While I finish up the post on Lync as a LogMeIn alternative, let me bring something to your attention. An excellent Skype/Lync piece was posted just last week…and it amounts to a warning shot across Skype’s bow.
Derrick Wlodarz, the same author who wrote the BetaNews piece on PSTN Voice in Lync Online (2 Articles You Need to Read about Lync), has posted a meticulous argument for killing Skype in favor of Lync.
The piece (also on BetaNews) is called “Skype VS. Lync: The case for killing off Skype”. It’s extremely thorough. He references an Ars Technica article making the same argument last year. His points are persuasive. It’s well worth a read.
It’s also missing something.
The BetaNews Article: Case Against Skype & For Lync
Let’s take a look at some of Derrick’s points against Skype. Largely, it consists of the fact that the two platforms overlap, and where they do? Lync comes out ahead.
- Skype Chats are limited to 10 people. Lync’s conferencing goes up to 250 people.
- Skype has lagged behind Lync in development, including number porting and PSTN calling capabilities.
- Lync has e911 support; Skype does not.
- Skype has shut down access to its API, preventing further third-party extension development. (This might be a Microsoft tactic to shrink the Skype developer base in favor of Lync…)
“It’s fair to say that there is little reason that two ecosystems need to exist for the long run.” Agreed.
“…Lync indeed does everything Skype does, and brings a lot more to the table as well.” Also agreed.
There’s nothing here with which I disagree. It’s well-argued and expansive. He even brings up a point I’ve addressed here in the past: The different codecs used in Skype and Lync.
So why DO we still have the two platforms? People have proposed numerous reasons. Comments from the referenced Ars Technica article give users’ opinions as to why Skype and Lync still operate:
Dashiffy: “While it seems to make sense to do that, there are reasons (technical, managerial, economical) for keeping the two products separate; the main argument being that consumer-driven product lines are coded, implemented, and supported in a vastly different manner than enterprise-driven products.”
Dilbert: The two products are worked on by two different groups, and the VPs in charge hate each other.
Zvadim: What bothers me about Lync is the pricing/licensing model. Why does Lync-to-Lync voice & video requires upgrading to “enterprise” CALs? Shouldn’t this functionality be part of the “standard” CAL? How am I supposed to sell this “upgrade” to management, when Skype does all of that for free?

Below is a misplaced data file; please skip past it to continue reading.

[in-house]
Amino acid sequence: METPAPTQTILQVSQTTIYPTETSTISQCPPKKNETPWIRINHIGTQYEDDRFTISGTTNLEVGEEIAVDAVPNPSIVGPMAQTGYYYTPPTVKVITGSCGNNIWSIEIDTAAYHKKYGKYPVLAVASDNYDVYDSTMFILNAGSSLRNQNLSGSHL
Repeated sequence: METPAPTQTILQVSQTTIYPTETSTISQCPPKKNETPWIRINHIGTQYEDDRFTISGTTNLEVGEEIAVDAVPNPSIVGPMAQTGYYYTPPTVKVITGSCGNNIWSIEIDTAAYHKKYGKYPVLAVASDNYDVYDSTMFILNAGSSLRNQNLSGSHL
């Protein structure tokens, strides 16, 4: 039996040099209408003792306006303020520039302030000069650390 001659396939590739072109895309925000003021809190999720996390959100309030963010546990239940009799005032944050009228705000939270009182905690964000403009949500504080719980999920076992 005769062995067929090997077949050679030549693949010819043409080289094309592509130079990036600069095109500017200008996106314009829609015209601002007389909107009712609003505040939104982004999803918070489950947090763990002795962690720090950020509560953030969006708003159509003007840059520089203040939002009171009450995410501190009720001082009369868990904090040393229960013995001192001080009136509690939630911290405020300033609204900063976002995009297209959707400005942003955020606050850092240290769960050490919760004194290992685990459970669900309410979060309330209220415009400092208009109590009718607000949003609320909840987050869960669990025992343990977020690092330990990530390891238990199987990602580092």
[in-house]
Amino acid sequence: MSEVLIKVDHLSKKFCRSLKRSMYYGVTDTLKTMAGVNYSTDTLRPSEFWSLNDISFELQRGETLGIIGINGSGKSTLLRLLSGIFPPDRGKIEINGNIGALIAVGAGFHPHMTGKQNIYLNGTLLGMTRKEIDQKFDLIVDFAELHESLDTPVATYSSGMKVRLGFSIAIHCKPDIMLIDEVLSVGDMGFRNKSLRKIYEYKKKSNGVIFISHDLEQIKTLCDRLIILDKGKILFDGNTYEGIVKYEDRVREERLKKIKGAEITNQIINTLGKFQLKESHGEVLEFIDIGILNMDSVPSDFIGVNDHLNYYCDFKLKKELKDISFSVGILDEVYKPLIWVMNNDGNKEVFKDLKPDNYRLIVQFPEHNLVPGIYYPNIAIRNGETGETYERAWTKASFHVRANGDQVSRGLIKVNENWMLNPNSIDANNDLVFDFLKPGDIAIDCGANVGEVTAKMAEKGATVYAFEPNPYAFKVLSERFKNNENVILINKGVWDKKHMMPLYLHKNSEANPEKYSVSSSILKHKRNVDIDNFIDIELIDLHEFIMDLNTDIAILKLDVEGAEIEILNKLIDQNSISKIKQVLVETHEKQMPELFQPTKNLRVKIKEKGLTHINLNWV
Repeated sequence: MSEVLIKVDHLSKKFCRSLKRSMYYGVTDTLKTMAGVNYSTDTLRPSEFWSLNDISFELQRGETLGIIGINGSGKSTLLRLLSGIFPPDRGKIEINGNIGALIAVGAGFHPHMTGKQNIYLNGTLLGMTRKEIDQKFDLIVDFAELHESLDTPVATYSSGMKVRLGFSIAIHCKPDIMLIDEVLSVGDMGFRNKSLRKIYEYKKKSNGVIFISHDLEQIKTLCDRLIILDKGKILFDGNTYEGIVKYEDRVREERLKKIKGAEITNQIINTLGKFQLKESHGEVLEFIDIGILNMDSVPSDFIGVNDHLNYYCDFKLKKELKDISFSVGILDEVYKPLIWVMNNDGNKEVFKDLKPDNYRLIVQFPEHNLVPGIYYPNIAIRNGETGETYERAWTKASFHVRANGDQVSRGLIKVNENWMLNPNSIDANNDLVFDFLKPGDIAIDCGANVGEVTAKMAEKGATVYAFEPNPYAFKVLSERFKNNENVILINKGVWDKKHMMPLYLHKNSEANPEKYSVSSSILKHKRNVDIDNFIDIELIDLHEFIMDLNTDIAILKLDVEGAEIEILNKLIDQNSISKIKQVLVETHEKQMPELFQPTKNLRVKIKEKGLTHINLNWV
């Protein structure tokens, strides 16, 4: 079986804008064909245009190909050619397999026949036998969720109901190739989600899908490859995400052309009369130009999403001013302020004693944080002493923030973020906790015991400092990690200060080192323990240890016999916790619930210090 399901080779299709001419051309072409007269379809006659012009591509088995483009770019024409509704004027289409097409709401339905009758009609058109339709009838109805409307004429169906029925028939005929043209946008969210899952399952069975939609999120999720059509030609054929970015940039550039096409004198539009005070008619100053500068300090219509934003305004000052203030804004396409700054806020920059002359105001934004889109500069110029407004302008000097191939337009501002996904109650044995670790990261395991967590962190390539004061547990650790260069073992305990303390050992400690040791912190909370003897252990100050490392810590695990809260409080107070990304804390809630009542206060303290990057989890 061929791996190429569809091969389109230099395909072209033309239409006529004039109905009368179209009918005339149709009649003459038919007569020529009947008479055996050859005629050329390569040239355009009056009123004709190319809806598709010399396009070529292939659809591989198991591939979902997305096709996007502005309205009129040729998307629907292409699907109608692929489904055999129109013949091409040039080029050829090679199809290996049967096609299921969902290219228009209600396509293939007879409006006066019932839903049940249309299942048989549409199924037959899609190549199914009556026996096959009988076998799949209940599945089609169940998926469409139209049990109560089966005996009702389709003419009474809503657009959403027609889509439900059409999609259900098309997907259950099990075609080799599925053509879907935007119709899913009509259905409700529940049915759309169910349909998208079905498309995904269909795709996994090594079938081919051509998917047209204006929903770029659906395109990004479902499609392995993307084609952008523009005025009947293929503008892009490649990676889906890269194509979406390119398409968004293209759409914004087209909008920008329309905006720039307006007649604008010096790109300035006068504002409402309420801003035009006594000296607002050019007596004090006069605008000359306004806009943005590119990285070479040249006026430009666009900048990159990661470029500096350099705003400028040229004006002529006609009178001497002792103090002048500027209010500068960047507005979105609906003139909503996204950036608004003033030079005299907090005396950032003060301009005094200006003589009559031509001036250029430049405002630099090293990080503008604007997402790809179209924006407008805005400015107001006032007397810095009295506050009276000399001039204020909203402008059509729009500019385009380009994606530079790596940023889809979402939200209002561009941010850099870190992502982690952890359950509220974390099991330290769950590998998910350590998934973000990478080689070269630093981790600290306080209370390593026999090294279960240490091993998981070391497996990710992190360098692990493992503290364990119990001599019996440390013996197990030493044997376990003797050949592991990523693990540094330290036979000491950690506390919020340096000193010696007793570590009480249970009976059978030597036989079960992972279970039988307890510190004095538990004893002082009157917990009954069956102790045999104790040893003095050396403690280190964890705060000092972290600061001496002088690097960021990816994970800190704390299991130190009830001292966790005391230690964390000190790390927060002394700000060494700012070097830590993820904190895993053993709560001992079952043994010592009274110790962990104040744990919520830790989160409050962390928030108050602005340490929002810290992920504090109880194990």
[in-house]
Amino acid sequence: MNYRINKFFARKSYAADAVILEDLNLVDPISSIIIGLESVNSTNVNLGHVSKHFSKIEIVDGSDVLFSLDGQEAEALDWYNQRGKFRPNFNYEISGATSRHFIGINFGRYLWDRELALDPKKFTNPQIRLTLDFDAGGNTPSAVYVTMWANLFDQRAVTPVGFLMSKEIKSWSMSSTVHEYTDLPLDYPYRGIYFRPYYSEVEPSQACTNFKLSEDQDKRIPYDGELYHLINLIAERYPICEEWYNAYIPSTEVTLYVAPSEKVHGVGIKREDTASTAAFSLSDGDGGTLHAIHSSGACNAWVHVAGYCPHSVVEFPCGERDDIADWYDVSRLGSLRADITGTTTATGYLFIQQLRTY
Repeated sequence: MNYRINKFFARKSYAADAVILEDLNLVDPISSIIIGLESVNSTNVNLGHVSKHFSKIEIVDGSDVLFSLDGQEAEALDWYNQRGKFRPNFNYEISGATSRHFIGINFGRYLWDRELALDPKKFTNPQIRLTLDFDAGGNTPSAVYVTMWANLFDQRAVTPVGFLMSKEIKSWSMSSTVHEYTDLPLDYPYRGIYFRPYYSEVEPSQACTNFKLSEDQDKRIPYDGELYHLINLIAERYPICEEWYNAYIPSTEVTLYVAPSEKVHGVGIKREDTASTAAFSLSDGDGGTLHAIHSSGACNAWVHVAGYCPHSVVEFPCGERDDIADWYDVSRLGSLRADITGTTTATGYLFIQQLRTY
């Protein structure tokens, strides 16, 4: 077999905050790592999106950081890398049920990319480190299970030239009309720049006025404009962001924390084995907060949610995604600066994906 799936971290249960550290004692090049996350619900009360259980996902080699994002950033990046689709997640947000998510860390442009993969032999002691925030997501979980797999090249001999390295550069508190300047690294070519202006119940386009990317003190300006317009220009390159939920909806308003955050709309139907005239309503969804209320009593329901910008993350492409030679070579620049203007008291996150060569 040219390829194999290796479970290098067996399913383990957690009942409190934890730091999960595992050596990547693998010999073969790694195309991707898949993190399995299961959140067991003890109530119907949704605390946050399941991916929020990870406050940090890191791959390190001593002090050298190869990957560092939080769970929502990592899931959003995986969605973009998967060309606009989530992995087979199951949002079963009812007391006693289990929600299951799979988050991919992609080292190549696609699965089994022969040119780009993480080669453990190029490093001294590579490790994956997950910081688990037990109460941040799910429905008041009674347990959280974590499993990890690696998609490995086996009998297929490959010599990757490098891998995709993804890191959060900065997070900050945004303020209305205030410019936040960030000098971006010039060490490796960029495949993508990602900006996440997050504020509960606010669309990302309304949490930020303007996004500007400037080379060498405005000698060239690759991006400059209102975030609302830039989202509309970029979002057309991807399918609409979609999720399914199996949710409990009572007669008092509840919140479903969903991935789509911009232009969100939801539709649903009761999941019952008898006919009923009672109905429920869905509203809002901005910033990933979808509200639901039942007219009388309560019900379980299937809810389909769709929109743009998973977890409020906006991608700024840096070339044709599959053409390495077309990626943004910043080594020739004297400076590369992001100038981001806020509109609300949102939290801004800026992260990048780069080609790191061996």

All of these may be accurate. The question is, is any one reason stronger than the others?
Skype Is Still Hanging On By Its Users
I think there’s one big roadblock keeping Skype and Lync separate–at least right now. The author went almost the whole piece without addressing it:
The Skype user base.
This, I believe, is the major reason why Microsoft is taking their integration process slow. They have to work out a technical method of evolving Skype, as well as a strategy for convincing users to accept those changes.
Try to change the technology? Difficult, but doable. Try to change a millions-strong user base? Ohhh, you’re in for a fight.
I discussed the Skype-Lync integration a few months ago. Before that, I listed out 4 possible avenues Microsoft would take when it comes to Skype and Lync:
- Skype replaces Lync.
- Lync absorbs Skype.
- A new Lync-Skype hybrid app replaces both platforms.
- Lync and Skype stay separate, but interoperate.
So far, I’d say #4 is the most prevalent. Derrick is calling for #2. And not without merit, I might add. He makes a strong case for #2…albeit with minimal consideration of user base inertia.
He does put forth the idea of expanding Lync into the consumer space. I like this idea. Building out its capabilities so that it could take Skype’s place? It would mean a viable VoIP system across all major platforms.
Plus it would serve as an improved replacement for Skype. Taking Skype away without a replacement app? Even Microsoft could not weather THAT storm!
What do you think? Is Derrick on the right track? Should Skype come to a more sudden end, in favor of an expanded Lync? Please comment or email your thoughts.